If a physician has seen your child, follow his or her discharge instructions carefully. Otherwise, you can help your child feel more comfortable by treating the skin gently. Draw a bath for your child with warm—not hot—water and add a few cups of oat flour. You can easily make oat flour at home by adding a few cups of uncooked oatmeal to a food processor and pulsing until finely ground. After your child bathes, pat the skin dry gently with a soft towel. Try to leave the rash exposed to air as much as possible.

Discourage Scratching

Skin rashes can be itchy, but your child should try to avoid scratching. You can reduce the itchiness of a rash by keeping your child in a cool area out of the sun. Dress him or her in cotton clothing that has been laundered with hypoallergenic detergent. Keeping the skin well-moisturized can also help your child feel more comfortable.

From skin rashes to broken bones, you can find the compassionate care your child needs at West Hills Hospital. Our hospital is proud to serve West Hills-area families with unparalleled maternity services, emergency care, specialized burn care, and cancer care. Parents can call (818) 676-4321 to speak with a registered nurse at our hospital.


What to Do in the Event of an Eye Injury

During the warmer months, emergency care physicians tend to treat eye injuries more frequently than in other months. It’s a wise decision to wear protective eyewear when using power tools, operating lawn equipment, or playing certain sports. Emergency care doctors strongly recommend that parents keep children away from areas where tools and machinery are being used. If an eye injury does occur despite these precautions, West Hills Hospital is always open to provide care.

Chemical Irritants
When chemical irritants get in the eye, they often cause painful burning and stinging. In most cases, acidic substances cause the most redness and burning, yet can usually be flushed out easily. Alkali substances might not cause as much redness or pain, yet can lead to very serious eye health problems. When the eye is exposed to chemicals, the first step you should take is to flush out the eye with lots of sterile saline solution or plain water. Then, go to the ER. As you’ll learn by watching this featured video, emergency care physicians can check for serious eye injuries and visual impairment.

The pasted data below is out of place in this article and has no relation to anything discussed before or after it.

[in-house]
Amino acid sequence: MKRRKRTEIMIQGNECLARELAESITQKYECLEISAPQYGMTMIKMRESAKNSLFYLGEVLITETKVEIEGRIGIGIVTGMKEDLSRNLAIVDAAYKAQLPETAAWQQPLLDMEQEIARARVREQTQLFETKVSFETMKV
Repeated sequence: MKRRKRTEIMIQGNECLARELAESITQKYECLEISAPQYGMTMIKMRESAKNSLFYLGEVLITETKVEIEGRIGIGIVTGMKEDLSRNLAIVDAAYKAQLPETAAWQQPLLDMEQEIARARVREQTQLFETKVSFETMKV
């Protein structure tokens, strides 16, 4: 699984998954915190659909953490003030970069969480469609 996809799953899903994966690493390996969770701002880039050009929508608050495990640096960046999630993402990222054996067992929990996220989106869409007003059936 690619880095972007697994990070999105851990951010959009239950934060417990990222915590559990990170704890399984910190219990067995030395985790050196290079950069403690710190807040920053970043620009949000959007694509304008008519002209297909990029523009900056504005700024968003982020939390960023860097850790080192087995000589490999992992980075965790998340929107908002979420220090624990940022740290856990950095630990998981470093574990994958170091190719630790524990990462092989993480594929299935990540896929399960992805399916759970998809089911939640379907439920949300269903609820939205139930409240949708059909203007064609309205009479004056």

Eye Contusions
An eye contusion is also called a black eye. Although black eyes typically fade within a week or two, it’s best to see an emergency care doctor to make sure there is no internal damage. Do not take aspirin or nonsteroidal anti-inflammatory drugs (NSAIDs) for the pain, since these can worsen the bleeding. Instead, apply an ice pack wrapped in a clean towel for 20 minutes at a time, every one to two hours. Do not apply pressure against the eye.

Foreign Objects
Most foreign objects that get into the eye are dust particles or eyelashes. You can remove them by irrigating the eye with sterile saline solution. Blink frequently to dislodge the object and avoid rubbing your eyes. Less commonly, penetrating objects like shards of glass may enter the eye. Do not attempt to remove an object that has penetrated the eye. Instead, call 911 right away.

If your child sustains an eye injury, don’t hesitate to call 911 or rush your child to the hospital. At West Hills Hospital, our emergency care department is available around the clock to respond to every type of medical emergency. General questions about our hospital services may be directed to a registered nurse in West Hills at (818) 676-4321.


What Not to Do in the Face of Heart Attack Symptoms

If you or someone you love is experiencing heart attack symptoms, the only answer is to get emergency care as fast as you can. When treatment is delayed, more heart tissue is allowed to die, which can lead to long-term health impacts and even death. If you are assisting someone who is having heart attack symptoms, here are some things you should avoid as you are making arrangements for emergency care.